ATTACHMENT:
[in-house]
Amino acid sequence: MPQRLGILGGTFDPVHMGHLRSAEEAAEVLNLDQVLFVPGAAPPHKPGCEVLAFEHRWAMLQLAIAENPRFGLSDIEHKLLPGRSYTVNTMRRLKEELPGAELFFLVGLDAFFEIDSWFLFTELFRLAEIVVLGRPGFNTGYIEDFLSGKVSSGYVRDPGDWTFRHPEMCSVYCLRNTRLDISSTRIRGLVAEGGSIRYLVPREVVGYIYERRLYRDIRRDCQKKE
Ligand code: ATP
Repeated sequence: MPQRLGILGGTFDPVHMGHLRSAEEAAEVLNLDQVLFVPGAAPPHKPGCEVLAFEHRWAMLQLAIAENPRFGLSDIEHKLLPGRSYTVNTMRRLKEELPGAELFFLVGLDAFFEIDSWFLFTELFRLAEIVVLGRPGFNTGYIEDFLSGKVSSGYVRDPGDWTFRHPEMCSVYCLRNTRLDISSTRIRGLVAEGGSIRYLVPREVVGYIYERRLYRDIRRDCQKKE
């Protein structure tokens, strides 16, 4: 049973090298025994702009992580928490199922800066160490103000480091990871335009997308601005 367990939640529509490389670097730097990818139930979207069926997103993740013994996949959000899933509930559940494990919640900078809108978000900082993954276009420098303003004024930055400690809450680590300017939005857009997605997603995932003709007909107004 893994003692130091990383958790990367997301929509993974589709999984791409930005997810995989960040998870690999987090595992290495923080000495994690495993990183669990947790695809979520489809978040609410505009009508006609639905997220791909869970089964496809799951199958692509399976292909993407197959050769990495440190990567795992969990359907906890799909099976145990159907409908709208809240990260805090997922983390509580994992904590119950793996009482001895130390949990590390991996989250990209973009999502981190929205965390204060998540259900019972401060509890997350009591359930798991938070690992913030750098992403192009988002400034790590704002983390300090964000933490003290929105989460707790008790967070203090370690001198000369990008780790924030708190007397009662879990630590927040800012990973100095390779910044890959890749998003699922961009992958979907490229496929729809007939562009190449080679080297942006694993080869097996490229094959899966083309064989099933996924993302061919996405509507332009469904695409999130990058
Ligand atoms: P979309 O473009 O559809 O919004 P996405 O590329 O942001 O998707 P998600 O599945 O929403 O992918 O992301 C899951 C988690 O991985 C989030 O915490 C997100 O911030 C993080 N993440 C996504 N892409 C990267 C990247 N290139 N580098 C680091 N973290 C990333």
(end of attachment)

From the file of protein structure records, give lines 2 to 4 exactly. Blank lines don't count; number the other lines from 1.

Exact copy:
Amino acid sequence: MPQRLGILGGTFDPVHMGHLRSAEEAAEVLNLDQVLFVPGAAPPHKPGCEVLAFEHRWAMLQLAIAENPRFGLSDIEHKLLPGRSYTVNTMRRLKEELPGAELFFLVGLDAFFEIDSWFLFTELFRLAEIVVLGRPGFNTGYIEDFLSGKVSSGYVRDPGDWTFRHPEMCSVYCLRNTRLDISSTRIRGLVAEGGSIRYLVPREVVGYIYERRLYRDIRRDCQKKE
Ligand code: ATP
Repeated sequence: MPQRLGILGGTFDPVHMGHLRSAEEAAEVLNLDQVLFVPGAAPPHKPGCEVLAFEHRWAMLQLAIAENPRFGLSDIEHKLLPGRSYTVNTMRRLKEELPGAELFFLVGLDAFFEIDSWFLFTELFRLAEIVVLGRPGFNTGYIEDFLSGKVSSGYVRDPGDWTFRHPEMCSVYCLRNTRLDISSTRIRGLVAEGGSIRYLVPREVVGYIYERRLYRDIRRDCQKKE